Similar Results Between Public and Charter Schools

October 15, 2018 - por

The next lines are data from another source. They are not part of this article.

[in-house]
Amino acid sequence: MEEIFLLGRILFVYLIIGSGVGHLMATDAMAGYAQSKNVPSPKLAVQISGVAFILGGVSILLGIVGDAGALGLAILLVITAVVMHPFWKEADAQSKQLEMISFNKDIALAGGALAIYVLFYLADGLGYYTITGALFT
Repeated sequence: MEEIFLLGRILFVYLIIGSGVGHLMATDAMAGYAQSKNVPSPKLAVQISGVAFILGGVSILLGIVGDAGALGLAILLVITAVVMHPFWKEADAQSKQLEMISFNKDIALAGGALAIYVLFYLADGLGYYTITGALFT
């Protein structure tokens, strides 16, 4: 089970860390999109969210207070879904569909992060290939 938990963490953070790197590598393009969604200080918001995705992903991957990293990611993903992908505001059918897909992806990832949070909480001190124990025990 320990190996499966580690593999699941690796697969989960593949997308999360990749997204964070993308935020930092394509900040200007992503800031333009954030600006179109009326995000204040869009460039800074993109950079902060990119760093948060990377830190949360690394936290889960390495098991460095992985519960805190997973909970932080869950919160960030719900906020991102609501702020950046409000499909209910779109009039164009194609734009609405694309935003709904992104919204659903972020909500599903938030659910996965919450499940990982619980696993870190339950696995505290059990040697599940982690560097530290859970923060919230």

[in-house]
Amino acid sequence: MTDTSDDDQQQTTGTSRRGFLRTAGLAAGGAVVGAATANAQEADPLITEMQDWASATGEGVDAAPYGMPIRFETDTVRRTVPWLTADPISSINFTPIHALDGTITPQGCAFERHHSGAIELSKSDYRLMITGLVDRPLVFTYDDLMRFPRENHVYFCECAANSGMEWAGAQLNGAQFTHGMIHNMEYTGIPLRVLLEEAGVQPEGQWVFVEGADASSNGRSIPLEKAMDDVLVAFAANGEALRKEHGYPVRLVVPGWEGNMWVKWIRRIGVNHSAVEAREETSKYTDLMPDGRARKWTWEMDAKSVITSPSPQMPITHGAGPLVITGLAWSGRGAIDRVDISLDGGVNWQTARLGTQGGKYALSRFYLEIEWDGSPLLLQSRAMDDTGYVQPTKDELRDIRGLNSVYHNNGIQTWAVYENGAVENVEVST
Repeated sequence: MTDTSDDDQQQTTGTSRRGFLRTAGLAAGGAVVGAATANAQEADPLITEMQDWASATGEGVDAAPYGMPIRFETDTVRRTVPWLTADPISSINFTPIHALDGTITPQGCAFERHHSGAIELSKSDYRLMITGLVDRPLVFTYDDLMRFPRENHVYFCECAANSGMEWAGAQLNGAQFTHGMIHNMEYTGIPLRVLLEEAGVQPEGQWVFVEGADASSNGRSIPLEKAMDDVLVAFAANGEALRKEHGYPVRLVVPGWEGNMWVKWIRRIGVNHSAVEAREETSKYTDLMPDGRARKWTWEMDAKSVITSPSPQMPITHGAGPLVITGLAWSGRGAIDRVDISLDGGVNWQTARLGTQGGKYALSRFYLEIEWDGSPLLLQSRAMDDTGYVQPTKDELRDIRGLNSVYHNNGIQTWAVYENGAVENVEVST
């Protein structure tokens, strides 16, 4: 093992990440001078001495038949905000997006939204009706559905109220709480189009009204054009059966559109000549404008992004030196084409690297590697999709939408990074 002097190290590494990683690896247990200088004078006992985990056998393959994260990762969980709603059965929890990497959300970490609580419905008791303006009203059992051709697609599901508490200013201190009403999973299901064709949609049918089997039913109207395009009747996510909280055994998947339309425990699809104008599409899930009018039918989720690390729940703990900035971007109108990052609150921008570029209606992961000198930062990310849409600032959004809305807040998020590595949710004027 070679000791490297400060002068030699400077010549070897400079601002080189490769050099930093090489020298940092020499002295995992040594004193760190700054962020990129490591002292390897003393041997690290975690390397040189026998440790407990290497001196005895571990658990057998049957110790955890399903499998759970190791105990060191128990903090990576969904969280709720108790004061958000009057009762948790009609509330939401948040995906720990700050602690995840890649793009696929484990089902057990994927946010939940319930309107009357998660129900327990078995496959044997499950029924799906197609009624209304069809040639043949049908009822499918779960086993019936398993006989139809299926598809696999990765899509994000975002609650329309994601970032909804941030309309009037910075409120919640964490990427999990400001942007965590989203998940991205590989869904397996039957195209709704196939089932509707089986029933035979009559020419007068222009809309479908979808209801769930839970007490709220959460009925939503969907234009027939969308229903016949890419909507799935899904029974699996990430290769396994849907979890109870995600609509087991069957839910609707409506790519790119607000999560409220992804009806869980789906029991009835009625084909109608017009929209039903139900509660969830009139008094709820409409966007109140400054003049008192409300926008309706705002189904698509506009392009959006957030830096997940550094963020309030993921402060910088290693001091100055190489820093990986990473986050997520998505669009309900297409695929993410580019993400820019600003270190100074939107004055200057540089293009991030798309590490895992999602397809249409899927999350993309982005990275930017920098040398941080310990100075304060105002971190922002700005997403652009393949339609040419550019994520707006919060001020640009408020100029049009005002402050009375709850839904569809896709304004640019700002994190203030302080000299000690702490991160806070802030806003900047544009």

Writing in Bloomberg, Baruch professor Andrea Gabor takes aim at the argument of pro-charter school organizations such as the Manhattan Institute that deregulation of the charter school sector is necessary. In fact, deregulation produces less, not more choice, Gabor says. “That faith in markets isn’t supported by the evidence, however. Studies show that, on average, charter schools and traditional public schools produce similar results. But freedom from regulation is associated not with success but with especially high failure rates; charter-school performance tends to be weakest in states with the laxest rules for ensuring education quality. Paradoxically, deregulation has also tended to narrow choices rather than expand them. New Orleans, for example, which has turned most of its public schools over to charter organizations, is dominated by charter-school oligopolies that enforce uniform curriculum and disciplinary standards. Instead of fostering creative pedagogy, the charter industry has focused on producing high test scores, the key measure by which philanthropists determine which charter organizations to finance. Teachers are typically required to teach canned curricula and rarely last more than a few years, and students are often subjected to one-size-fits-all discipline policies.”